These facts should be supported by sound data and analysis from experts who are respected in their field, and ideally, in the community where the wind farm will be built. To really drive home the point of an improved economy, an economic study assessing the benefits of the wind farm in its immediate region (and even the entire state) is a powerful tool that can reverberate with officials and residents alike.

With this same data and analysis, direct community outreach can ensure the facts about the project are brought forth so people can understand the benefits. This effort, which should address concerns such as wildlife and noise, can involve open letters or advertorials in local newspapers, a public meeting or open house, a luncheon for the downtown business community, speaking engagements, and recruitment of campus support.

To generate positive media coverage, the campaign should include editorial boards and reporter-desk side briefings about the project, along with op-eds about wind-power benefits. A media kit for the wind farm with any relevant releases and fact sheets is another tangible item that is central to the effort. Newsletters that include as many visuals as necessary to convey agreed-upon information about the wind farm’s development and the industry will also help solidify the messages.

A Web site devoted to the project is especially important. Today, people seek information on the Web so frequently that a project without a Web site is almost viewed as not serious, viable or “real.” It is where everyone from potential supporters to media reporters goes for information, facts and answers to questions. Digital and social media, including Twitter and a Facebook page devoted to the project, are increasingly important.

Finally, a PowerPoint presentation for speaking engagements and a DVD for opinion leaders and political activists who operate in the project’s region can help bring the project’s messages to life. The DVD can be edited to extrapolate short clips that can be forwarded in e-mails, inserted in PowerPoint presentations as streaming video and placed on the project’s Web site.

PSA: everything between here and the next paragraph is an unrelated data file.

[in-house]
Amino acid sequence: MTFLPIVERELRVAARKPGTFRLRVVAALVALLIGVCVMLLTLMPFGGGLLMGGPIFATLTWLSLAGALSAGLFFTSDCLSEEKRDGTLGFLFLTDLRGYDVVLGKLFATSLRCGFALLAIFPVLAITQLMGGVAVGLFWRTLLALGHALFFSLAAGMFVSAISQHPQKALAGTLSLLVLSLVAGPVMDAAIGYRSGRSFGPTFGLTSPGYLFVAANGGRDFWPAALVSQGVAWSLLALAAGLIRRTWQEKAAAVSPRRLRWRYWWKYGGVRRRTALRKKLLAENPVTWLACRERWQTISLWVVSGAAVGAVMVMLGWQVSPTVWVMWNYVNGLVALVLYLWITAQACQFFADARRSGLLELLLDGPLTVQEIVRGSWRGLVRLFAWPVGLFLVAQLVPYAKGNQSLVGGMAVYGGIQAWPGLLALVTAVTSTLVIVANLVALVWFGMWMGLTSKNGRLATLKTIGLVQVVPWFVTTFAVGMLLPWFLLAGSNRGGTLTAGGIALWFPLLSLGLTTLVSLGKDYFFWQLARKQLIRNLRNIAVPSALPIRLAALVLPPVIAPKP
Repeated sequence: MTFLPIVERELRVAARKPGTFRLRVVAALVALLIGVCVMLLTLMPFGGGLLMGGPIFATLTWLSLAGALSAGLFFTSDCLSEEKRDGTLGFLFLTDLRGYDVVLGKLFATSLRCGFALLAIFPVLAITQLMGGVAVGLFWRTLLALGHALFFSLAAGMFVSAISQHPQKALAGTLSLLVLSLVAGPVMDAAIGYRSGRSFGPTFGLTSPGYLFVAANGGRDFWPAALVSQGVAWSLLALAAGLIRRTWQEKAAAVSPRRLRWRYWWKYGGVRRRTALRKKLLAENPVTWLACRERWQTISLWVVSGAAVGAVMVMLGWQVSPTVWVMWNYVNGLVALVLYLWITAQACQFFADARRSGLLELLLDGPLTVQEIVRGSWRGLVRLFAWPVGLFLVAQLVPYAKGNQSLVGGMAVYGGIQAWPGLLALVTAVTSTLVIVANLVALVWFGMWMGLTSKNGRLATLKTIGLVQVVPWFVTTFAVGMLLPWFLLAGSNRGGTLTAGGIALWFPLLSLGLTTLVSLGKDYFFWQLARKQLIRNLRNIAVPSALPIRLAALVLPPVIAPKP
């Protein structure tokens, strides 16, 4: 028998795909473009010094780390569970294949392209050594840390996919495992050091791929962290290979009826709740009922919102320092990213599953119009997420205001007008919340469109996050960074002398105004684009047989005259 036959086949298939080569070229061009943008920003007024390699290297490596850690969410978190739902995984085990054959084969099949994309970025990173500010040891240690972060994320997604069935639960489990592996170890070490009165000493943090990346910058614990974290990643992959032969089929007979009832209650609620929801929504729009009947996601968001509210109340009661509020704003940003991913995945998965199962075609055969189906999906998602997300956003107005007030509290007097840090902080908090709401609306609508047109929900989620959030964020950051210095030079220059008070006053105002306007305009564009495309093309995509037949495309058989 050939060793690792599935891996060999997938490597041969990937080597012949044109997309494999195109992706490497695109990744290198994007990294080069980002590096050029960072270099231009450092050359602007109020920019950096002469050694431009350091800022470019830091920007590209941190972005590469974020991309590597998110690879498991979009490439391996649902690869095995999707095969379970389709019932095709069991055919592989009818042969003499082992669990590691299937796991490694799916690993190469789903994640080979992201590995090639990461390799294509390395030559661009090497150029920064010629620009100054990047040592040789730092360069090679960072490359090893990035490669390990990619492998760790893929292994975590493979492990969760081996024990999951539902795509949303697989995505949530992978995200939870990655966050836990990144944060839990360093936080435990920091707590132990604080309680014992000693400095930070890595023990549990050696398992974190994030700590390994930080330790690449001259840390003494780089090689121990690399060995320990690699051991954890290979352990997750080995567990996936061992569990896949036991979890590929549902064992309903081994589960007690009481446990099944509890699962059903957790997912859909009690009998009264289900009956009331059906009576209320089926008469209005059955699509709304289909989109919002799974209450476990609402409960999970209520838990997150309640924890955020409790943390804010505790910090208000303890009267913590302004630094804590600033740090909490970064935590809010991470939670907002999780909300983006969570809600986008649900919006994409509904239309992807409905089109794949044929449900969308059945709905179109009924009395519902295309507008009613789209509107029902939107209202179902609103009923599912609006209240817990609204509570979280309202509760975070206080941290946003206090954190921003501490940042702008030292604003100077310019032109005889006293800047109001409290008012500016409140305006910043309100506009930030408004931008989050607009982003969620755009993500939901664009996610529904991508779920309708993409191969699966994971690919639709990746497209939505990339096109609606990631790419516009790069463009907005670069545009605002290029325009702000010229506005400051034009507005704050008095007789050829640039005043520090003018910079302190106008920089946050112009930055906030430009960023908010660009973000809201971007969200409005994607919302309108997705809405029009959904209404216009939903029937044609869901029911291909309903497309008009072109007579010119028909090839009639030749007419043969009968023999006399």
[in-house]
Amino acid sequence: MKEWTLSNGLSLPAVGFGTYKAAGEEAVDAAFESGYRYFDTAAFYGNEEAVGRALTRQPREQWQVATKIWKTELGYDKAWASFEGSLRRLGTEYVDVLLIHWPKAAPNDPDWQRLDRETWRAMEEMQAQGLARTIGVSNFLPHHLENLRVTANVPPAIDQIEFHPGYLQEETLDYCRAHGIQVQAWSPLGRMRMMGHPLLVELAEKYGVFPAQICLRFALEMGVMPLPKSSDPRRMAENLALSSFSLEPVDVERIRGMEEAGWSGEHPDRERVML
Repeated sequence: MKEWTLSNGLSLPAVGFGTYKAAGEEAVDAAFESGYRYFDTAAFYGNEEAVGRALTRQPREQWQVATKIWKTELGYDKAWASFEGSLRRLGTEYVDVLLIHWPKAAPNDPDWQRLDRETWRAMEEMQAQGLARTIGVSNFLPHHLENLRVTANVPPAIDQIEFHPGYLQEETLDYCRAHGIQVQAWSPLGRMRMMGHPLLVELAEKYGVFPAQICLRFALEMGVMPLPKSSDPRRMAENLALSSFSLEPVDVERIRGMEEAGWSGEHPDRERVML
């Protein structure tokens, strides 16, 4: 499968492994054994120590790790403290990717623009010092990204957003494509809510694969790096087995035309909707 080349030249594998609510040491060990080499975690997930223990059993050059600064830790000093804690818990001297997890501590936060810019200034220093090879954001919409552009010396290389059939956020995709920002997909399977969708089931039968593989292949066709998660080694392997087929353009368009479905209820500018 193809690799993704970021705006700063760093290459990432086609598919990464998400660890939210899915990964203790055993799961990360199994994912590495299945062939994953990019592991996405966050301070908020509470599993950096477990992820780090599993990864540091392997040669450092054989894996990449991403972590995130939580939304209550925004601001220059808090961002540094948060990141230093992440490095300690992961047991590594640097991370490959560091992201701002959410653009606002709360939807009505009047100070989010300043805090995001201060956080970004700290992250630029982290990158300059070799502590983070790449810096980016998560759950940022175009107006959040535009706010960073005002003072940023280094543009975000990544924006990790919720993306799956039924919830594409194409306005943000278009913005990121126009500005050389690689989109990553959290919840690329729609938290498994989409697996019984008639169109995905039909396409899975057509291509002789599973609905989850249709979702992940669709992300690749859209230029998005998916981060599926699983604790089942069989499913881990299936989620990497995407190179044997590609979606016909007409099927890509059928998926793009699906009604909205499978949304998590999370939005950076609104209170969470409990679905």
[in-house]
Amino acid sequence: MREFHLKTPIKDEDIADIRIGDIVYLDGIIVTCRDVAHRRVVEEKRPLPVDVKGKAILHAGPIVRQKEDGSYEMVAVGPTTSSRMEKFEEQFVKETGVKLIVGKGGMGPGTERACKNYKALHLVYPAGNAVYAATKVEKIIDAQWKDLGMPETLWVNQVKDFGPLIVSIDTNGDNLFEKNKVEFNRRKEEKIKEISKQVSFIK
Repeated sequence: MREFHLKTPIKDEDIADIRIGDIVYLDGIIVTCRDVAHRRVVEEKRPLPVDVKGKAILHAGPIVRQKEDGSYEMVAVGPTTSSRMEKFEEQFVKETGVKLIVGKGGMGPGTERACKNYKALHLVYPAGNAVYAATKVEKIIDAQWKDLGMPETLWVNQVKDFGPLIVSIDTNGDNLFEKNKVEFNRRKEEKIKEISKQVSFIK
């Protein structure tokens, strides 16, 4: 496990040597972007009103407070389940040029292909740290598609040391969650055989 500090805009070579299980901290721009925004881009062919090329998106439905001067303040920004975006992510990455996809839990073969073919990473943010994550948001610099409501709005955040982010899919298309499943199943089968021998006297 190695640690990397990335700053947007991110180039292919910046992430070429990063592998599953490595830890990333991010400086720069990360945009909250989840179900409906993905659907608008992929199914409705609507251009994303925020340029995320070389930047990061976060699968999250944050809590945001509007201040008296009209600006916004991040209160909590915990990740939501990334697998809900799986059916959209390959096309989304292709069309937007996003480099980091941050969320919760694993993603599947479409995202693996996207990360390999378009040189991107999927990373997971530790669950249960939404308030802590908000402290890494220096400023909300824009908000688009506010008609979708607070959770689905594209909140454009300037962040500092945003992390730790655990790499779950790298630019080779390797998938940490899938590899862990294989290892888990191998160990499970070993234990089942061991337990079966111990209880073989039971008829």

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Kim is part of H&K's senior management team with the energy practice in Houston and U.S. public affairs in Washington, DC. She specializes in the energy industry, including oil, natural gas, pipelines and power. Kim’s current focus is to help increase understanding about the benefits of natural gas as part of a solution for the U.S.’s clean-energy needs. Previously, Kim was with Bloomberg News for almost 11 years, primarily as an editor on the North American energy team. She helped run the team as a deputy leader and guided coverage on stories ranging from the U.S. Northeast power blackout to the BP Plc Gulf of Mexico oil spill. In addition, Kim was Bloomberg’s Houston bureau chief for three years, interfacing with terminal clients and readers to build a better product and write more comprehensive stories. She coordinated editorial boards with such newsmakers as ConocoPhillips CEO Jim Mulva and Bob McNair, owner of the Texans NFL team. Before Bloomberg, Kim edited two legal newsletters: Insurance Insolvency and Managed Care Litigation for Mealey Publications (now part of Lexis-Nexis). She also edited Inside Radio, a daily newsletter for radio-industry executives. Her freelancing work includes articles published in the Newark Star-Ledger and industry trades. Kim is an energy advisor with the Houston Technology Center and a member of the Women’s Energy Network. She graduated from the leadership-development forum sponsored by the Center for Houston’s Future and holds a magna cum laude Bachelor of Journalism from The College of New Jersey.